Good morning Ndu

On November 6th, I went to bed at 9 pm.

Now that might not seem like anything newsworthy, but for those of you who know my normal nocturnal habits, if this becomes my new normal, it will be a lifestyle change of epic proportions.

But to any of you who have lived anywhere near the equator, where the sun sets around 6 pm, and rises around 6 am, and where electricity is not a guaranteed thing, you realize that using the early mornings just makes sense, and so, by extension, late nights generally do not. And while I have some light options for late into the evening (even when the power is off), realities here are forcing some changes in my behavior.

So where was I? Oh yes.  I went to bed at 9 pm. Because there is no power this evening, the local establishments are not blasting their music at immeasurable decibels, so I am asleep quickly. Besides, I AM tired. My Fitbit is regularly registering my daily step count at 10-14,000 steps per day, and my body is still adjusting to living at an elevation of around 7000 feet above sea level.   Around midnight I wake briefly to a roll of thunder, but the accompanying patter of steady rain soon lulls me back to sleep.

At 4:54 I wake to the plaintive call from the muezzin calling out the adhan, summoning the Moslems to prayer.  Two minutes later the neighbor’s rooster gives his first clarion call. I think some other roosters started earlier than him, but they are far enough away to not disturb me. At 4:59, the second call, or iqama, from the muezzin goes out. I glance at my watch a third time, and the idea of this blog strikes me.

As faint daylight through my skylight window tries to raise my level of consciousness, I drift in and out of sleep til the sonorous cadence of the Catholic church bells at 5:30 filters down our way. Like ecclesiastical snooze buttons, they ring again at 5:45.    Moments later, my brain registers the first motorbike horn beeps of the day- I suspect some are ferrying the faithful to early morning mass. I smile at my Baptist persuasions, and roll over under my covers.

Jeff, who loves early mornings (and grew up Catholic for some years), slips out quietly at 5:50, while I still successfully feign being asleep. But at 5:55, the neighboring poultry alarm, having already given me an hour to respond, crows insistently again, and I give up part of the battle, roll over and grab my phone. It seems prudent to jot this series of sounds down in the memo section before I forget.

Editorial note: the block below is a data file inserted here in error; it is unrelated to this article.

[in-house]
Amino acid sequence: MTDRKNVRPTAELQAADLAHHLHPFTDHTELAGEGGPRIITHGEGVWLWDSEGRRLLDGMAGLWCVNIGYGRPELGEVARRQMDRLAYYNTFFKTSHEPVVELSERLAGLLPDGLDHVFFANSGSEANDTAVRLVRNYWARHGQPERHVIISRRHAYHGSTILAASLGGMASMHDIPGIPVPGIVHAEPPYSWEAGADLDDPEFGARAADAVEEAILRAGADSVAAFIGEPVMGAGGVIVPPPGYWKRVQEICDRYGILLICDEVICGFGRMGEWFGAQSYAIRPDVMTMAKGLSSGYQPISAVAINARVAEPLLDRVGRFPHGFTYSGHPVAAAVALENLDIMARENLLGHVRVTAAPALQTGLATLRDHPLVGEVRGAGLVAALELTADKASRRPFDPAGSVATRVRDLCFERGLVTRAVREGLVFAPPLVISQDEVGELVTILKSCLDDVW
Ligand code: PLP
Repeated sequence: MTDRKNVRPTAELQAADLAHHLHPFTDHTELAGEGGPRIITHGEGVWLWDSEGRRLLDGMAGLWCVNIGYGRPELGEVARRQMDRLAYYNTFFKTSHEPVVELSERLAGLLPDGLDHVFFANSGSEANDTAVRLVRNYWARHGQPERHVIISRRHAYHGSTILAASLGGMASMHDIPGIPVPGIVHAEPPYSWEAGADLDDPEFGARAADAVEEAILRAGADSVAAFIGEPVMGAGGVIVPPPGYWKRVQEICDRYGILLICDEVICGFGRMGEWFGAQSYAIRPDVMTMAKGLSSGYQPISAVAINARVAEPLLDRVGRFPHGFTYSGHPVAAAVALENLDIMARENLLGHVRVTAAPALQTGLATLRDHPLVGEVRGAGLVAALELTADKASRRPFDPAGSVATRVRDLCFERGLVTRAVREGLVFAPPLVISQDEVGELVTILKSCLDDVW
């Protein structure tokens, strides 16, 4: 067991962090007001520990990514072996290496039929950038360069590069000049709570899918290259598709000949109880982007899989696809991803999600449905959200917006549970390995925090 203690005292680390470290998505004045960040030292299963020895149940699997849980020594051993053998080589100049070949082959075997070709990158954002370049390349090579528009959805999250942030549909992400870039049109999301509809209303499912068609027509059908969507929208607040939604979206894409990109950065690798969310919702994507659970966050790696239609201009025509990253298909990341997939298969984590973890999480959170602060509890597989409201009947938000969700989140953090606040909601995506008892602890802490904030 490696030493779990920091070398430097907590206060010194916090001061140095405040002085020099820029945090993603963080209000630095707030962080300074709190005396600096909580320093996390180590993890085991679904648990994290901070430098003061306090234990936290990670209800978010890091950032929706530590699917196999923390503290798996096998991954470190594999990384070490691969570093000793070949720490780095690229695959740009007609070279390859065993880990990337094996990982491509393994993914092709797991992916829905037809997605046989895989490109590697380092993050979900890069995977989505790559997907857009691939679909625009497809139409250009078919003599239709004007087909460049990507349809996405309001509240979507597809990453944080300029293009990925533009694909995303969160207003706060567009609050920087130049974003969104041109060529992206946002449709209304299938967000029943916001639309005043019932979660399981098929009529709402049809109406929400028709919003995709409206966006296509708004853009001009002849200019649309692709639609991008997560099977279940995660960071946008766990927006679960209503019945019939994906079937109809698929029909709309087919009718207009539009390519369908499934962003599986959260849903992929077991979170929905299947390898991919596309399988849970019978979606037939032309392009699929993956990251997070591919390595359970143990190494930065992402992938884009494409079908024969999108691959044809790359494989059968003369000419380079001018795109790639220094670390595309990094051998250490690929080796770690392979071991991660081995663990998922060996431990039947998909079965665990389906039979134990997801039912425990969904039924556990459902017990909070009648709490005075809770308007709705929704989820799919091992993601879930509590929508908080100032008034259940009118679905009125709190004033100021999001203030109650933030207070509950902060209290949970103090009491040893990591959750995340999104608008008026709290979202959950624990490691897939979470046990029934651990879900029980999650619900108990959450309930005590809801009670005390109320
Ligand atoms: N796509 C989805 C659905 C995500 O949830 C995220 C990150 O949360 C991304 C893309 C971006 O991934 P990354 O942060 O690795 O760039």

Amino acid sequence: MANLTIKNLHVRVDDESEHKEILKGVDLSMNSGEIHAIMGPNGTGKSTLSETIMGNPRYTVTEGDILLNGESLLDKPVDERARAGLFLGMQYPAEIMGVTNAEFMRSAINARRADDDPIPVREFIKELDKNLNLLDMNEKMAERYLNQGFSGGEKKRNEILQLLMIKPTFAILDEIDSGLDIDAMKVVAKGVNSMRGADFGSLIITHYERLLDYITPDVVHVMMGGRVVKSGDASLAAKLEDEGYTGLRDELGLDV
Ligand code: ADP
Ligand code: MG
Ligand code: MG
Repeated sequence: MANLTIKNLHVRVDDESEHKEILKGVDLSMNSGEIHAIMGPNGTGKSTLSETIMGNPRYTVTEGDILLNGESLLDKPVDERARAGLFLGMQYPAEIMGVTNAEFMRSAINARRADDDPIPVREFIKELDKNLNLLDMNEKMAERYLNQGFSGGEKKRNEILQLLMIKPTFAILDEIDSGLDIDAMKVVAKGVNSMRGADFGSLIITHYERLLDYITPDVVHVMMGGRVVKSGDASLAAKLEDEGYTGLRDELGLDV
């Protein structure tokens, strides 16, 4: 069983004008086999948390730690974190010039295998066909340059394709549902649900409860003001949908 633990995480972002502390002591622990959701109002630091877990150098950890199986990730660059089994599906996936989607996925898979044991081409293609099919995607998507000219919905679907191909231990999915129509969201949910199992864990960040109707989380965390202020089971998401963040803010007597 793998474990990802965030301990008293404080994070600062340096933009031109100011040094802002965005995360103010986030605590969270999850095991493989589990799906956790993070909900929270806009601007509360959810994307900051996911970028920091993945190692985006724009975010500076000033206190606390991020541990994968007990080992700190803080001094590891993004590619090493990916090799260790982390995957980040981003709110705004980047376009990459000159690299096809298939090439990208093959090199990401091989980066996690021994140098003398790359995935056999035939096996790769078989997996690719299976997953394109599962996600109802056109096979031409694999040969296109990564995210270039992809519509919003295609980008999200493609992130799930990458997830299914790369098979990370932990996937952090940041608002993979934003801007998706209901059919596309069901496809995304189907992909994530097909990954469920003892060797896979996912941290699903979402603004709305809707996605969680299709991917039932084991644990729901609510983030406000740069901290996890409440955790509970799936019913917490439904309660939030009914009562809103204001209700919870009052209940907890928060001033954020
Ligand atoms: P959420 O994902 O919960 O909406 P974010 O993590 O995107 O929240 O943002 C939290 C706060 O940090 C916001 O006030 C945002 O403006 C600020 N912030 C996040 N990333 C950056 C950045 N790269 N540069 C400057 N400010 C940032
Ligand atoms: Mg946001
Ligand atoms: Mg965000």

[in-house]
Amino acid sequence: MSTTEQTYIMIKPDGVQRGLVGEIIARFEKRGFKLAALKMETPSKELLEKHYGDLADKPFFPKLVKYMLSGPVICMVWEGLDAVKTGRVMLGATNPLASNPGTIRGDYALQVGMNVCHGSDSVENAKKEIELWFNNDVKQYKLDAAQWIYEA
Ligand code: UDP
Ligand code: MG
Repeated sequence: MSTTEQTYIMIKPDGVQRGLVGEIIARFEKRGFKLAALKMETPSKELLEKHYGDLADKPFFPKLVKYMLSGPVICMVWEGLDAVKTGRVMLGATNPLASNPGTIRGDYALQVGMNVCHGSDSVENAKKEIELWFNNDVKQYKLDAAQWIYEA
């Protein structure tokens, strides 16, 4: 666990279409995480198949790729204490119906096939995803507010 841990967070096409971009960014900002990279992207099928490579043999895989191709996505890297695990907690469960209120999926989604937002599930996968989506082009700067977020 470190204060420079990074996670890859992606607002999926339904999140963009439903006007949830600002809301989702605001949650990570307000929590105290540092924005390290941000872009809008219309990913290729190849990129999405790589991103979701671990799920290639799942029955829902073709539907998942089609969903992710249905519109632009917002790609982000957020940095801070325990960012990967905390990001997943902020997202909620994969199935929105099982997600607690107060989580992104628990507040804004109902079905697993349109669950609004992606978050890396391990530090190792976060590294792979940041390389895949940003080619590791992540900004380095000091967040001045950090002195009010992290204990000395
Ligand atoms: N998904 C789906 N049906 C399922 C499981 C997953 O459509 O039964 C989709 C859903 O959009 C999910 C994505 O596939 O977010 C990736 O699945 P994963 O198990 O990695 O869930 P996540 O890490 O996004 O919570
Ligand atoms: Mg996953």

My smart phone also serves as my low light bible, and so I scroll in my Bible app to Psalm 127, part of my reading for the day.  A host of prayer points rise as I read this Psalm- so I pray for my children, who are my heritage from the Lord, for peace and security in this still tumultuous crisis in English-speaking Cameroon, and a few other things. I then claim a bit of Bible promise (He grants sleep to those He loves- verse 2), until by 7:15 it is SO light in my room that sleeping any longer seems just a bit ridiculous.

Good morning, Ndu. I still have 2 hours and 15 minutes before I have to teach today.  Plenty of time to dress, cook breakfast (yes- COOK breakfast- cold cereals -those that are available- on cool mornings are rather unappetizing, especially with powdered milk), make a list for my househelp-in-training, get organized for the day and walk up the hill to the academic block. On Friday, Monday and Wednesday I do not have this luxury of a slow start, as I teach English at 7:30 am.

So, I may yet become a morning person.  (Although, ironically I am posting this late on a night that I can’t sleep) And since I finally have internet of sorts again, I am able to share this revelation with all of you.


Leave a Reply

Fill in your details below or click an icon to log in: Logo

You are commenting using your account. Log Out /  Change )

Google photo

You are commenting using your Google account. Log Out /  Change )

Twitter picture

You are commenting using your Twitter account. Log Out /  Change )

Facebook photo

You are commenting using your Facebook account. Log Out /  Change )

Connecting to %s